Free cookie consent management tool by TermsFeed Practices for Maintaining the Availability of Plant Heat Exchangers

Practices for Maintaining the Availability of Plant Heat Exchangers

By Fawaz Alkhuliawi, CMRP, VMA, Internal Audit, Maintenance Engineering Specialist, Saudi Aramco 

June 2021

Most industries deal with shell and tube heat exchanger and double pipe heat exchanger types, which are very crucial to plant operation. These types during operation, loss its duties and fails due to one or more factors such as following:

  • Excessive fouling
  • Air or gas entrapment (binding resulting) from improper piping installation or lack of suitable vents
  • Differences between operating conditions and designing conditions
  • Misdistribution of flow in the units
  • Excessive clearances between the baffles and shell and or tubes due to corrosion

During heat exchanger operation, every heat exchanger shall be visual inspected externally to at least every 5 years or at the same interval as the required internal or on-stream inspection. Whichever is less. Any signs of leakage should be shutdown the unit and investigated. Inspection for corrosion under insulation (CUI) shall be considered for external insulated vessels subject to moisture exposure for temperature operating between 25°F (– 4°C) and 250°F (120°C).

Internal and on-stream inspection shall not exceed one half the estimated remaining life of the heat exchanger. This should be in accordance to corrosion rate or 10 years, whichever is less. The unit that is not adequately protected from corrosive environment shall experience significant internal corrosion while idle and should be carefully reviewed when setting inspection.

On line inspection flanged leakage and UT-NDT thickness and offline inspection shall be Periodic monitoring for; Corrosion by various methods, Fouling, Leaking tube joint, Structural and vibration damage, Sacrificial Anodes, thermal damage.

On-stream Inspection:

The heat exchanger cannot be internally inspection for following situations

1.   Lack of access to internally inspect heat exchanger due to size or configuration

2.   The general corrosion rate of heat exchanger to be less than 0.005 inch (0.125 millimeter) per year and the estimated remaining life is greater than 10 years (the operating temperature of heat exchanger shell does not exceed the lower temperature limits for creep rupture range of the heat exchanger material)

3.   The heat exchanger is not subject to environmental cracking or hydrogen from the services.

4.   The heat exchanger is not subject to environmental cracking or hydrogen from the services.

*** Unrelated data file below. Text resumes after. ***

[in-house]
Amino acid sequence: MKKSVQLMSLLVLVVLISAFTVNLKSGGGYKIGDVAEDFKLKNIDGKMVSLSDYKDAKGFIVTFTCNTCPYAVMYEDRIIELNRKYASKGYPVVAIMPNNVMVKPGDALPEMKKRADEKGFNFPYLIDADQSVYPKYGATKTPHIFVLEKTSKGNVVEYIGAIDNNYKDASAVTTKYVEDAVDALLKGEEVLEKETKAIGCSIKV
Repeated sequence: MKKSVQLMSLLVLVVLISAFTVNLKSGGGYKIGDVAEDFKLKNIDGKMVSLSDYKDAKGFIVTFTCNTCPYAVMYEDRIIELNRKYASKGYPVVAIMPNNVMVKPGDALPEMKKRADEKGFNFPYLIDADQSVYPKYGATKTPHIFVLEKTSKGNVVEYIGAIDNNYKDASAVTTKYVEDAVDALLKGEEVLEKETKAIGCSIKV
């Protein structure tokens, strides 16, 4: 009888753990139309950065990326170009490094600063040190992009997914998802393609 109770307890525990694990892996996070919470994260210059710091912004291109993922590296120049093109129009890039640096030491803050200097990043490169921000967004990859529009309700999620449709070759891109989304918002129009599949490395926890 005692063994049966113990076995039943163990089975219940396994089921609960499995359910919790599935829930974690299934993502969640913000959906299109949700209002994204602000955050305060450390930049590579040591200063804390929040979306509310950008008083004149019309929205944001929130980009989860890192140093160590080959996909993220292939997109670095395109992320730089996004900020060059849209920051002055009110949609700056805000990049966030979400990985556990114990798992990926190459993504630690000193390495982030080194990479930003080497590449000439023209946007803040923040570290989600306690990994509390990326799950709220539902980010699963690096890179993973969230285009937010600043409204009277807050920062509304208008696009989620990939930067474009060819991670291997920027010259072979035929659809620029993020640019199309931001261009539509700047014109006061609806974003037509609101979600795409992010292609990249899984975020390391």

In lieu of internal inspection, a thorough examination shall be performed using ultrasonic thickness measurements, or radiography or other appropriate NDT methods to measure metal thicknesses and seams integrity. The inspector shall be provided access to all parts of heat exchanger (heads, shell and nozzles), thus a comprehensive assessment can be conducted. 

The thickness measurement locations (TMLs) are established general and localized corrosion rates in different sections of the heat exchanger. The thickness measurement can be measured using NDT methods by scanning radiography profile or ultrasonic. Calculate the remaining life using this formula:

tactual     = the actual thickness, in inches (millimeters), measured at the time of inspection for a given location or component.

required    = the required thickness, in inches (millimeters), at the same location or component as the Tactual measurement, computed by the design formulas (e.g., pressure and structural) before corrosion allowance and manufacturer’s tolerance are added.

Testing Requirement

In order to check the integrity of tube to tubsheet joint without prior shutdown he unit, the following Table-1 demonstrates different type of TEMA heat exchanger classifications that might use for assessing the required action course for maintenance (Ex. Using test ring for hydrotesting).


Table 1: Types of shell and tube heat exchangers (Summary of features, reference to tTEMA heat exchanger Nomenclature)


  1. External mechanical cleaning possible only with square or rotated square pitch or unusually wide triangular pitch
  2. One pass construction required packed gland or bellows at floating head
  3. Tube side nozzles must be at stationary end for two passes
  4. Assumes tubesheets for outer tubes not welded to shell
  5. Axial nozzle required at rear end for odd number of passes


All heat exchangers shall be tested with precaution to hydrostatic test pressure for heat exchanger built prior year 1999’s Code edition is to use 1.5 times of MAWP (Maximum allowable Working Pressure), while the heat exchanger built in year to 1999’s and consequent editions shall be tested at pressure equal to 1.3 times MAWP.

Cleaning Tube Surfaces

The heat exchange shall have accessibility for inspection, maintenance and cleaning in order to maintain the heat transfer efficiency. The cleaning methods shall be:

  • Chemical methods by circulating hot wash oil or light distillate at high velocity to remove salts.
  • Mechanical methods by depending on services of high-pressure water jet, scrapers, rotating wire brushes, sliding brushes or ball (the ball may be used in online services)

Verify chemicals effectiveness/inhibition prior to cleaning, monitor cleaning carefully.  Before start cleaning the heat exchanger, all external conditions should be reported.  Examples of the external condition: Structural appearance, Distortion indication by non-uniform gasket compression, Flange/Tubesheet distortion, Corrosion, erosion, Tube damage and deterioration.